Voicing strong criticism on Washington's proactive support to Musharraf and other military rulers in Pakistan, experts like Roedad Khan, Tanveer Ahmad Khan, Imran Khan, and Dr. Pervez Hoodbhoy, Lt. Generals (retired) Asad Durrani and Talat Masud, and others, described Musharraf as the "biggest obstacle to democracy" in Pakistan, as he continues to misuse his "unconstitutional and illegal election" as president to sabotage attempts to "restore the supremacy of the Constitution and the establishment of the Rule of Law".
They claimed that the Bush Administration's consistent support to dictatorship in Pakistan suggested that it was "antagonistic towards democracy in Pakistan, and they contended that "promoting the interest of one man (Musharraf), would result in the loss of support of 160 million Pakistanis.
Their consensus was that US policies vis-a-vis Pakistan needed to be completely overhauled and reversed to help turn the tide in Washington's favour.
Suggesting that support to Musharraf should be withdrawn, the opinion makers also described the meetings of two senior American envoys with Musharraf and the new government as being "in bad form" and categorically stated that the United States was interfering in the internal affairs of Pakistan.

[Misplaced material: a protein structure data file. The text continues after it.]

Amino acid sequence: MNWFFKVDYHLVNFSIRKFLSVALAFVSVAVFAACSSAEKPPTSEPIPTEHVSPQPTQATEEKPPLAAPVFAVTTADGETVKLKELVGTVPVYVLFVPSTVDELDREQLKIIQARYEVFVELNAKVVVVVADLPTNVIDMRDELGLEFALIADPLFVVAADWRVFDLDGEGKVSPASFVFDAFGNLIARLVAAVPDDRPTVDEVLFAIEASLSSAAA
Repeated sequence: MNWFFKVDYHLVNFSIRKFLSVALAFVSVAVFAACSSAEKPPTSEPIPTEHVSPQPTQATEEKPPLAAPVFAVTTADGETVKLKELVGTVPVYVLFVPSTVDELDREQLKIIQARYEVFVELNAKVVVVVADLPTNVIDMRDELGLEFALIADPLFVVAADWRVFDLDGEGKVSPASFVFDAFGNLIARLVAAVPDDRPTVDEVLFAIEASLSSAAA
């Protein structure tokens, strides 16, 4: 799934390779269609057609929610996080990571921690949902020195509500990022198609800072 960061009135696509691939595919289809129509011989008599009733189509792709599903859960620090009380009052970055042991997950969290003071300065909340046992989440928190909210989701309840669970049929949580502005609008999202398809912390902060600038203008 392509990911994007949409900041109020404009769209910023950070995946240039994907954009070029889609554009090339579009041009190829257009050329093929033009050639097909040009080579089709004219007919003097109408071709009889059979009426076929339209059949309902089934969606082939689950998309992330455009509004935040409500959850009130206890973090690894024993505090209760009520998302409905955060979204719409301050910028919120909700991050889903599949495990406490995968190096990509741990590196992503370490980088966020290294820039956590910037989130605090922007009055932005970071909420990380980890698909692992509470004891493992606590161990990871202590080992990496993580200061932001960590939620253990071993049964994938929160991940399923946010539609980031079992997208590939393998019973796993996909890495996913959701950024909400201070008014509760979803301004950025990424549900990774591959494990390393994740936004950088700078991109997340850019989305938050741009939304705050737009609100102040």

To substantiate their stand, they also cited the visit of Anne Patterson, the American envoy to Pakistan, to London to meet with the self-exiled MQM leadership, and added that most of them (experts and opinion makers), were concerned that Musharraf is now hatching a conspiracy to sabotage the reinstatement of the 60-odd judges that he had sacked on November 2, 2007, a day before he declared an emergency in the country.
They said that the restoration of the sacked judges and the complete empowerment of the judiciary were considered to be essential ingredients for "introducing the doctrine of good governance in the country".
They warned that anything short of this goal, would ensure the regression of Pakistan into the clutches of dictators again.